Qu takes her cue from loss
• Wilson junior, favored to take state tennis title, sees 2002 as lesson
There was a point in the state championship singles match last spring when Wilson High's Momei Qu started thinking ahead Ñ not just a serve or two, but to the outcome.
Qu had won the first set 6-4 and was breezing 3-0 in the second against Cleveland senior Cristin Sammis, whom she had beaten in the Portland Interscholastic League final two weeks earlier.
'I started thinking, 'I'm going to be state champion, and I'm only a sophomore!' ' Qu recalls.
That was the turning point. Sammis roared back to win 4-6, 6-4, 6-1 in a thoroughly entertaining match.
'I learned that a match is never over until it's over,' says Qu, who as a freshman had won the PIL title and reached the state semifinals. 'There is always time to come back and win as long as you're still playing, so you can never stop.'
Qu will remember that lesson as she pursues the state championship this spring. She is the favorite.
'There are still other good players in the state who I'll have to beat,' she says, 'but I'm hoping I'll win this year.'
Qu, 16, took up tennis at age 10.
'My parents wanted me to play a sport so I wouldn't become a nerd,' she says.
She experimented with basketball, swimming, badminton and track, but at 5-foot-3, she settled on tennis, where lack of height is not such a disadvantage.
Her strength is her consistency. She's a strong hitter of ground strokes and is mentally tough as well.
As a sophomore, Qu beat top-seeded Nicole Jackson of Lake Oswego in the semifinals. Against Sammis, both in the PIL title match and the state championship, Qu worked the corners of the court with precision, something confident players do É at least until the final 14 games.
Sammis, who was somewhat injured in the PIL final, forged a comeback that made Qu resort to less tactically challenging shots, ones that were easier to return. As that happened, the duel of Portland stars really swung.
'If there was one match that I could play over,' Qu says, 'it would be that match.'
Qu seemed to learn from that defeat in a hurry. She reached the quarterfinals of a U.S. Tennis Association junior tournament a week later and won a USTA junior event for players 16 and under in July.
Wilson coach Larry Allen, who has been at the school for 10 years, says Qu is as good a player as he's seen. That includes Amy Juppenlatz, who won the state title in 1999 while playing for the Trojans.
'She's the equal of Amy,' Allen says. 'She's very steady on the court and in the mental part of the game. She doesn't lose that often, and when she does, she'll figure out how to do better.'
This year, Qu has been first in one Pacific Northwest tournament and second in another. She is ranked 52nd in the nation in the 16-and-under division. The only other Oregonian ranked at 16-and-under is St. Mary's Academy sophomore Katie Tabb, who is No. 306. Reynolds senior Emily Kirchem is ranked No. 193 at 18-and-under.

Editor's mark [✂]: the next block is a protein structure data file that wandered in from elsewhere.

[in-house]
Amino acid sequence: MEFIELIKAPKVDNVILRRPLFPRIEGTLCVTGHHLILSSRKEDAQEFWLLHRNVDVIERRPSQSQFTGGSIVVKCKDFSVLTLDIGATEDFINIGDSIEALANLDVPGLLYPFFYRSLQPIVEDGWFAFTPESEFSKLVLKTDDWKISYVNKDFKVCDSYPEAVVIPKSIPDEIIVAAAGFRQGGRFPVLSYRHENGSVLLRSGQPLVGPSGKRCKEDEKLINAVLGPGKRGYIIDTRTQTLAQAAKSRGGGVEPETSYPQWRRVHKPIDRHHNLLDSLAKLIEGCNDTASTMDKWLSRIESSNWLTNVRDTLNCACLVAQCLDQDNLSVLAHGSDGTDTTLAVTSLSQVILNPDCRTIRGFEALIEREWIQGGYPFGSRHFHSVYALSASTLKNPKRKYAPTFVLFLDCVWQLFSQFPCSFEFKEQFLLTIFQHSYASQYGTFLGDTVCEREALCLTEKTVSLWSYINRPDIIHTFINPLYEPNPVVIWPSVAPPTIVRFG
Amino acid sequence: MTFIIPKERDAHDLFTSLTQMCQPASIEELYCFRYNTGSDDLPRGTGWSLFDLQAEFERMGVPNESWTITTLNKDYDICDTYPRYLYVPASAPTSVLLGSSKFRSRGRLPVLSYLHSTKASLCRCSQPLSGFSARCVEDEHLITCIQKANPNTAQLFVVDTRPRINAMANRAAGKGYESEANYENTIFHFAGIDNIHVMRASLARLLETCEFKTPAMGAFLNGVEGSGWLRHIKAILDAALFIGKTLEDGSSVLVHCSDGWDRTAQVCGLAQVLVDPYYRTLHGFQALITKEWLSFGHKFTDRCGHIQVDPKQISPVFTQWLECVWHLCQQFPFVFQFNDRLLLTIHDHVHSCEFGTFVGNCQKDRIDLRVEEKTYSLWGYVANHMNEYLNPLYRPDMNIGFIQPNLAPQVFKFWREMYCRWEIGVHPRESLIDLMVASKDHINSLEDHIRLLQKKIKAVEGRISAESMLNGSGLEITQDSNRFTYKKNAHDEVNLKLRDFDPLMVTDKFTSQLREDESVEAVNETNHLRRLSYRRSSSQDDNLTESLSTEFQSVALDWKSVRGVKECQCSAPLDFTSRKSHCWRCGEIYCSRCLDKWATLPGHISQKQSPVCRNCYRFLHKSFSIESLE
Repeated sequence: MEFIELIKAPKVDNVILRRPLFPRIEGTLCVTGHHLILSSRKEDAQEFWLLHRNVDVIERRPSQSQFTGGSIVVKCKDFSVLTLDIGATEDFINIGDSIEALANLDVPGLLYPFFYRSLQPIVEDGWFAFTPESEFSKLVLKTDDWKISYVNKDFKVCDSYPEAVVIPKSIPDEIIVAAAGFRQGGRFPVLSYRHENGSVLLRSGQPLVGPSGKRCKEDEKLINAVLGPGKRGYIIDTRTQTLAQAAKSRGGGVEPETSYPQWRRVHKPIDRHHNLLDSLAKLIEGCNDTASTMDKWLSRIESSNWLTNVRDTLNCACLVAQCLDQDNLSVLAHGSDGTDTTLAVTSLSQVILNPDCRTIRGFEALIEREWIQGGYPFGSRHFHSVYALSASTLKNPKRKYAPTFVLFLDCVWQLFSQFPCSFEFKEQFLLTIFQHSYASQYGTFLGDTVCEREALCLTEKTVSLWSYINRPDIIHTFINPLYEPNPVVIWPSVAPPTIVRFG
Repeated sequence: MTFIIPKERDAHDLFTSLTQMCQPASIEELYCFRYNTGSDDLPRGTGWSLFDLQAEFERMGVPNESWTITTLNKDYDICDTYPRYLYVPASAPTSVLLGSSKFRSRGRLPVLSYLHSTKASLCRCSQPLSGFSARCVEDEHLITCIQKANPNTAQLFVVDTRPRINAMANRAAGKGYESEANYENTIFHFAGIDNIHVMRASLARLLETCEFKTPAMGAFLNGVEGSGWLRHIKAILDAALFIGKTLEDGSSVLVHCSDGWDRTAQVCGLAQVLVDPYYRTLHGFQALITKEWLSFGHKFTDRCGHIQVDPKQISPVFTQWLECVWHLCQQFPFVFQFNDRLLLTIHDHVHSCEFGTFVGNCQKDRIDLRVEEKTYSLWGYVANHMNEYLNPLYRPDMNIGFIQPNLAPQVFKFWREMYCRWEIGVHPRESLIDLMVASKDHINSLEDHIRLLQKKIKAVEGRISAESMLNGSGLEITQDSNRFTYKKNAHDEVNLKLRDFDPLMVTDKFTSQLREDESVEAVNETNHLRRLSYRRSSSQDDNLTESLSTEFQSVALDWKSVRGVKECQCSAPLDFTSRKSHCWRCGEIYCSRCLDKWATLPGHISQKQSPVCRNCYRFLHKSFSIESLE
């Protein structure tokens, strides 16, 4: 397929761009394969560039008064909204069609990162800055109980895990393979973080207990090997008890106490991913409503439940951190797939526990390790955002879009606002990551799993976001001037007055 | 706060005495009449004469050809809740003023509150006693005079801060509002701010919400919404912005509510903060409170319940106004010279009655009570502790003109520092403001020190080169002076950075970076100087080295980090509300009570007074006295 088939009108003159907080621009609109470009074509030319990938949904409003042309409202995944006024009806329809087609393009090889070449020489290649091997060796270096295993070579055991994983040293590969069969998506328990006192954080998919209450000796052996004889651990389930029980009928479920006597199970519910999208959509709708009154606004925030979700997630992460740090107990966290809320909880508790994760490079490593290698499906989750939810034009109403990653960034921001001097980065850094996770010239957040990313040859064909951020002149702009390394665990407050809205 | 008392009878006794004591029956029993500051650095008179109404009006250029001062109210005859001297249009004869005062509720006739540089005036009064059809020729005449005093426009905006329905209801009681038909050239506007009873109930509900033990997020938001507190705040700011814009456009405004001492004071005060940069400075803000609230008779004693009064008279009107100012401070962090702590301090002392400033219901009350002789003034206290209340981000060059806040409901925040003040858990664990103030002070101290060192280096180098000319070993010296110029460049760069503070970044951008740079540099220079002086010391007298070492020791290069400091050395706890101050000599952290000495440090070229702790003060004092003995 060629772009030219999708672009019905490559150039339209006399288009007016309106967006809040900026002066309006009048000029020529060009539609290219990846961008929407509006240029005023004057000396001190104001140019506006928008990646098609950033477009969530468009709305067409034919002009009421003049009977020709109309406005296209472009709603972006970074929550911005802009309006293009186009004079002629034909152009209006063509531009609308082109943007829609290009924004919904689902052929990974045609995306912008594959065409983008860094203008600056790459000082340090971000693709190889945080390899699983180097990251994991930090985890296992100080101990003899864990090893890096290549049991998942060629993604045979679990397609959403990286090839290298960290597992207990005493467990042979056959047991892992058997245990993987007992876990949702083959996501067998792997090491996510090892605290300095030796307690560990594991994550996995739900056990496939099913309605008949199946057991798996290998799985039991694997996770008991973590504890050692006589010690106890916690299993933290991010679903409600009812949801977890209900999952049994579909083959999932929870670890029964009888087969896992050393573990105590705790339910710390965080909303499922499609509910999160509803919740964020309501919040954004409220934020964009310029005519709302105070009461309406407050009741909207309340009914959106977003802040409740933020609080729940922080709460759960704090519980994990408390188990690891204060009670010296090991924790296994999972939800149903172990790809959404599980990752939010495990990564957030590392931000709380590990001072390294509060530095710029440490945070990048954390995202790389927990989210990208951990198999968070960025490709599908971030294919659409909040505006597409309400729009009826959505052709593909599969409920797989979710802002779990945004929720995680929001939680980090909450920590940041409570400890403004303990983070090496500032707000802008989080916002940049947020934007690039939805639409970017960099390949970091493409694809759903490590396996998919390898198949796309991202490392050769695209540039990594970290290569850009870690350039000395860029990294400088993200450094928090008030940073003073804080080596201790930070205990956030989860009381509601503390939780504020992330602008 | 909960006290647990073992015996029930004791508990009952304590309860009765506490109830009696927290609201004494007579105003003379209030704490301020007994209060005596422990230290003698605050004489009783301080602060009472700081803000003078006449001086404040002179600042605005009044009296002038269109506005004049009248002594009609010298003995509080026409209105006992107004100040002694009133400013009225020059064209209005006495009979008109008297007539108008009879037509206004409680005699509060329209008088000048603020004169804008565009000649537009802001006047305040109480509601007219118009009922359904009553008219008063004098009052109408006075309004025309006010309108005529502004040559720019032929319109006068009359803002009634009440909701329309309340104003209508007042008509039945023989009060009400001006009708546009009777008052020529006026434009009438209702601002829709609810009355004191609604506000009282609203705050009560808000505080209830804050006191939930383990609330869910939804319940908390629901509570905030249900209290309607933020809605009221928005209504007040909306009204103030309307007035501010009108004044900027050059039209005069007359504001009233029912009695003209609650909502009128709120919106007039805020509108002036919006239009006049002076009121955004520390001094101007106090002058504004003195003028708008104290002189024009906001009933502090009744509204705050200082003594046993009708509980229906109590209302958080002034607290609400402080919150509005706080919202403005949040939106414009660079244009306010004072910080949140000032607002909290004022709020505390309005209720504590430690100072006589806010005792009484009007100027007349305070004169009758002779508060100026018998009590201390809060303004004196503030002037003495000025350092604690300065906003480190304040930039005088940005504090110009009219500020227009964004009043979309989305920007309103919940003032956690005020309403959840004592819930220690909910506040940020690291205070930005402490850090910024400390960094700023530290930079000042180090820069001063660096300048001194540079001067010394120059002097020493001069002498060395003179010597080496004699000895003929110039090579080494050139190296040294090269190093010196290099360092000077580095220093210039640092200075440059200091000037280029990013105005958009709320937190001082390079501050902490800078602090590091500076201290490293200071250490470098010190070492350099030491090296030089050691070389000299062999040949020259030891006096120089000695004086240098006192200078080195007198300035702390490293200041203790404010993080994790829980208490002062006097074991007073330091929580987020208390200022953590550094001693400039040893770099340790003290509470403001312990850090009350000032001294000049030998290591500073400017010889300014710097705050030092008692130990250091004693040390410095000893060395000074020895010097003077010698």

This weekend, most of the nation's top junior players will be in Palm Springs, Calif., for the Easter Bowl, an annual USTA Super National event. Qu is one of just eight Oregonians who qualified for the tournament, which has 763 entrants (Joel Kinkaid of Lincoln and Tommy Hicks of Grant are entered in the boys singles).
Goals for team and college
Qu's teammates at Wilson think highly of her.
'She's very team-oriented. She's always yelling for us,' says junior Britta Jaques, who went to the state tournament last year with junior playing partner Megan Dowdy.
To add to the personal disappointment of last season, Qu points out that if she had won the championship match, Wilson would have won a team trophy instead of tying for seventh place and missing out on the hardware.
Qu's challengers for the state title this season include Kirchem, the No. 2 seed in the tourney last season; senior Kelli Royer of Churchill, who was the No. 5 seed; Becky Correll of Roseburg, the No. 6 seed a year ago; Elise Montrose of Sunset, the No. 8 seed; and St. Mary's sophomore Tabb.
In the PIL, Qu's top competitor figures to be Grant sophomore Julia Strang, who reached round 16 at the state tournament last season.
A state title would help Qu toward her goal of gaining a college scholarship. She's already contacted the tennis programs at Northwestern and Notre Dame, where she plans to study business or medicine.
A long-term career as a professional tennis player doesn't seem to be in her future, though.
'I see tennis as a way to help pay for college, but not as a career,' she says. 'I've seen what some other people, some of whom are my coaches, have gone through as professionals, and I don't think I want to go through that.'